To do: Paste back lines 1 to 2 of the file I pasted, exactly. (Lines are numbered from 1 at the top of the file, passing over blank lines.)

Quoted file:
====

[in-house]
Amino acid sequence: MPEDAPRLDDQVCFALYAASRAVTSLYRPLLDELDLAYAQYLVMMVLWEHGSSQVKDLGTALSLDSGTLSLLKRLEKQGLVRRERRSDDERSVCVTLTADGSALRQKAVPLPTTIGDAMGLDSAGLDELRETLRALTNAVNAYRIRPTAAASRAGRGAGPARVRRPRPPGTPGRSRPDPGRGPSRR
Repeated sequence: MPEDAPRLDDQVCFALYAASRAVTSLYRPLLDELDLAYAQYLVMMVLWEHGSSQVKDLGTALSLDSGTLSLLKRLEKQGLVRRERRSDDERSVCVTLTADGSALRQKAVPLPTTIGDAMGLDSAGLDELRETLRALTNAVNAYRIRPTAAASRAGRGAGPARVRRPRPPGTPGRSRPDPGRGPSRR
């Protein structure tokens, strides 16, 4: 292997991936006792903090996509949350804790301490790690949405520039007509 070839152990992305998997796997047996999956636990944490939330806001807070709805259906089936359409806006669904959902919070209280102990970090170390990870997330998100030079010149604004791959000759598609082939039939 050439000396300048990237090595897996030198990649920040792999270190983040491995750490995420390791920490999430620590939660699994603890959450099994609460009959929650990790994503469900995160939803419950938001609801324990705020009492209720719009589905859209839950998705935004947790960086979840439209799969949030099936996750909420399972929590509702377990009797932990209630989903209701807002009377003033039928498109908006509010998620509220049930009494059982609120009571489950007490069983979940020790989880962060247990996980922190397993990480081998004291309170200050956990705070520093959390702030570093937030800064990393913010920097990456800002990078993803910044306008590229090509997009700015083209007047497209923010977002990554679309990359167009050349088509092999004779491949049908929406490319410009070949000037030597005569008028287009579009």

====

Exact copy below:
[in-house]
Amino acid sequence: MPEDAPRLDDQVCFALYAASRAVTSLYRPLLDELDLAYAQYLVMMVLWEHGSSQVKDLGTALSLDSGTLSLLKRLEKQGLVRRERRSDDERSVCVTLTADGSALRQKAVPLPTTIGDAMGLDSAGLDELRETLRALTNAVNAYRIRPTAAASRAGRGAGPARVRRPRPPGTPGRSRPDPGRGPSRR